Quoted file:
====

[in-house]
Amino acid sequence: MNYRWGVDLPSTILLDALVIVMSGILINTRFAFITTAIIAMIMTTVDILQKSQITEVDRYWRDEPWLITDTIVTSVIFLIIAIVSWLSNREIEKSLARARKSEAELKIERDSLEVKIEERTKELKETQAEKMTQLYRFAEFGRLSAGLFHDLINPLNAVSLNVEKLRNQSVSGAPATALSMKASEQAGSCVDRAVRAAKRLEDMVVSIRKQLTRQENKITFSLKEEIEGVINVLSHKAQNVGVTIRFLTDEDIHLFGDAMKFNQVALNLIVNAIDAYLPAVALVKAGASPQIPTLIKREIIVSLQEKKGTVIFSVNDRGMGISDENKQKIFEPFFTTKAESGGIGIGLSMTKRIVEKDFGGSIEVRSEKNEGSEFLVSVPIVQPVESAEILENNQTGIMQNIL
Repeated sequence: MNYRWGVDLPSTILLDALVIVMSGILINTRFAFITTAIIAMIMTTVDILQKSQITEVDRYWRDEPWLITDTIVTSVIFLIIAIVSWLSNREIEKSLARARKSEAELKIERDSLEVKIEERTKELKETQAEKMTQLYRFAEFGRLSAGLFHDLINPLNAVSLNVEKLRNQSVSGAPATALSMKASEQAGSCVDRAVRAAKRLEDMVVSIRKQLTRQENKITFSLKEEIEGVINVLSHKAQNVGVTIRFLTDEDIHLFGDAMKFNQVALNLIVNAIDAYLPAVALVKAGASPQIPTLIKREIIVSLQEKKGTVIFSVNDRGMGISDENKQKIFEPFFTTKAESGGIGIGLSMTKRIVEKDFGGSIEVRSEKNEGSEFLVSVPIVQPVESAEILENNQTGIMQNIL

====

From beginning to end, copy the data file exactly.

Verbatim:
[in-house]
Amino acid sequence: MNYRWGVDLPSTILLDALVIVMSGILINTRFAFITTAIIAMIMTTVDILQKSQITEVDRYWRDEPWLITDTIVTSVIFLIIAIVSWLSNREIEKSLARARKSEAELKIERDSLEVKIEERTKELKETQAEKMTQLYRFAEFGRLSAGLFHDLINPLNAVSLNVEKLRNQSVSGAPATALSMKASEQAGSCVDRAVRAAKRLEDMVVSIRKQLTRQENKITFSLKEEIEGVINVLSHKAQNVGVTIRFLTDEDIHLFGDAMKFNQVALNLIVNAIDAYLPAVALVKAGASPQIPTLIKREIIVSLQEKKGTVIFSVNDRGMGISDENKQKIFEPFFTTKAESGGIGIGLSMTKRIVEKDFGGSIEVRSEKNEGSEFLVSVPIVQPVESAEILENNQTGIMQNIL
Repeated sequence: MNYRWGVDLPSTILLDALVIVMSGILINTRFAFITTAIIAMIMTTVDILQKSQITEVDRYWRDEPWLITDTIVTSVIFLIIAIVSWLSNREIEKSLARARKSEAELKIERDSLEVKIEERTKELKETQAEKMTQLYRFAEFGRLSAGLFHDLINPLNAVSLNVEKLRNQSVSGAPATALSMKASEQAGSCVDRAVRAAKRLEDMVVSIRKQLTRQENKITFSLKEEIEGVINVLSHKAQNVGVTIRFLTDEDIHLFGDAMKFNQVALNLIVNAIDAYLPAVALVKAGASPQIPTLIKREIIVSLQEKKGTVIFSVNDRGMGISDENKQKIFEPFFTTKAESGGIGIGLSMTKRIVEKDFGGSIEVRSEKNEGSEFLVSVPIVQPVESAEILENNQTGIMQNIL